Example 2: XYZ Company sells its 6% $1000 20 year-bond in a market where bonds of similar quality are offering only 4%. Since XYZ's bond offers a higher interest rate, it will sell at a premium. You might predict that the premium paid equates the 6% bond with a 4% yield.
The challenge of a bond is that everything is fixed except for the selling price. Another way to say this is that the cash flows for interest and face value at maturity are stated on the bond. If the price for a bond were not allowed to fluctuate, some bonds would never be purchased. If you had two choices of a bond investment--one offering 6% interest and one offering 8%, and each one costs $1,000, you would rationally purchase the 8% bond. But because in reality, bond prices are allowed to fluctuate, it is possible that you could find a 6% bond that yields a 8%. How is this possible? The bond would have to be available for sale at less than $1,000. Using present value techniques, you can figure out what price for the 6% bond would equate to an 8% yield.
If a bond is issued for less than face value, a discount results. The issuing company is not receiving the face value--but must carry out the bond contract by paying the stated interest rate and the face value at maturity. The following example illustrates the accounting for a discount.
When a company issues bonds at below face value, a discount results. The following
accounts are used:
Example: Johnson Company issues $1,000,000 of 5-year, 13% bonds at 98 (meaning
98% of face value), with interest payable semiannually. The entry would be:
Why would Johnson Company's bond sell at a discount of $20,000. Probably there are other bonds in the market that offer a slightly higher interest rate--maybe 14%. A bond buyer would buy the Johnson bond only if the prevailing interest rate (14%) could be earned. The bond buyer might reason that a $20,000 discount is enough to cover the 1% difference between the Johnson bond and other bonds in the market.
Notice that Johnson Company must pay off $1,000,000 in five years, despite the fact that the company only received $980,000. The difference of $20,000 is placed in Discount on Bonds Payable, a contra liability account.
You could consider the $20,000 to be an increase in the interest expense on this bond. However, the $20,000 must be spread out (amortized) over the five year life of the bond. We divide the discount amount of $20,000 by the number of payments for the bond to determine the periodic amortization amount. So, $20,000 divided by 10 payments = $2,000 of discount amortization per payment. At each semiannual payment date, the company pays out $65,000 of interest in cash, and adds $2000 of interest expense as a result of the amortization. Here is the entry:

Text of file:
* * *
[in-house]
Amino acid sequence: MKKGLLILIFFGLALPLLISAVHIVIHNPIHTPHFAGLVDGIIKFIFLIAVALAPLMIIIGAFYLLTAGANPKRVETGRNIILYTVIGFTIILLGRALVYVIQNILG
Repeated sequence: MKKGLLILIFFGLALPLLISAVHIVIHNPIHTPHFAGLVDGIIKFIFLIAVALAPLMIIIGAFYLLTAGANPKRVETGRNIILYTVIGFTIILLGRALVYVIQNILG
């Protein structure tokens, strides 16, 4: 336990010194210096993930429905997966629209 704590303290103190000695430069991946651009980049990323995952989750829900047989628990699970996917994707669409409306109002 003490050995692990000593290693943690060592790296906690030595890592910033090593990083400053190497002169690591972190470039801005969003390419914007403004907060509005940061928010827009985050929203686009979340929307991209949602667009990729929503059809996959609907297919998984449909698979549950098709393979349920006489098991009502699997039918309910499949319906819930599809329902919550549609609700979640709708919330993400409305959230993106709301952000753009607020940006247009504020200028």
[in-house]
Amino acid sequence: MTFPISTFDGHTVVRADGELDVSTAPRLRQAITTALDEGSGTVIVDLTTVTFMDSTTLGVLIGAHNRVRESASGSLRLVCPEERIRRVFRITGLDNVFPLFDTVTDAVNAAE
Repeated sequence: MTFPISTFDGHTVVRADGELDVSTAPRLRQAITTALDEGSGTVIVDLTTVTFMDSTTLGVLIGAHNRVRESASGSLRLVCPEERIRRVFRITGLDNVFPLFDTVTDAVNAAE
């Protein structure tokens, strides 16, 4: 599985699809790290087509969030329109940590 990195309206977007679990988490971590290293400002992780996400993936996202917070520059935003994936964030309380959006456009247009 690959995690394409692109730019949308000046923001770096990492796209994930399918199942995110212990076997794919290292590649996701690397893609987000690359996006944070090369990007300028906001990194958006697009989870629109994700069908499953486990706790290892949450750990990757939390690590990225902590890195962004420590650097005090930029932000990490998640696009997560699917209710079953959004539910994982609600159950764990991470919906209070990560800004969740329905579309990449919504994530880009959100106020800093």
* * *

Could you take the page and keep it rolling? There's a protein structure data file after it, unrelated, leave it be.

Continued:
Consider the effects of this transaction:
Cash to be paid out is 13% of $1,000,000 for one-half year ($65,000);
The Discount on Bonds Payable account is reduced by $2000, and will reach zero after ten half-year periods have elapsed;
There are two elements to Bond Interest Expense: the cash paid out plus amortization of the discount. A discount will mean that the interest expense incurred is higher than the cash paid out. This is because the bond sold for less than face value, and we consider the discount to be "extra" interest expense.
At the end of the five year period, the Bonds Payable account will be debited for $1,000,000 and Cash will be credited, to pay off the Bonds. The Discount on Bonds Payable account will be at zero. Conclusion: if a company issues a bond at a discount, the discount represents extra interest expense incurred because the interest rate printed on the bond was lower than that of competing bonds.
A bond premium is handled in a similar way. The accounts used are:
Suppose Jason industries issues $100,000 of 9% bonds maturing in 5 years, that are issued at 104. This means that the market rate of interest is less than 9%, causing the price of Jason's bonds to rise. Notice that the effect of issuance of bonds at a premium is to reduce the interest expense recorded semiannually, over the life of the bonds. This is because the bonds sold for more than face value, and the extra amount received is considered a reduction in interest expense.
The amortization of Discounts and Premiums shown up to this point is called straight-line amortization, because the total Discount or Premium is divided by the number of interest periods, and an equal portion amortized at each interest date. Straight line amortization is a good way to learn the process of amortization, but is not the preferred method because it does not consider the time value of money. Effective interest amortization (the theoretically correct method) is covered in Appendix 2to this chapter.
The final entry for any bond at maturity is to debit bonds payable for the face value and credit cash. There will be no discount or premium left, because all of it will have been amortized over the life of the bond.
Some companies choose to redeem the bonds before maturity which may lead to a gain or loss. Or, the bonds may have a convertible feature which allows the creditor to convert the bonds to ownership, in the form of common stock. Some companies may place the convertible feature on the bond in order to be able to offer a slightly lower rate of interest. At conversion from bonds to stock, no gain or loss is recorded.
The purchase of a building or vehicle often involves financing using an installment loan. An installment loan on a house or other real estate is called a mortgage. Such loans generally require monthly payments by the borrower which may continue for 30 years or more. The basic arrangement is that the payments are exactly equal each month, and interest is levied based on the unpaid balance of the loan. Each payment consists two components: principal and interest.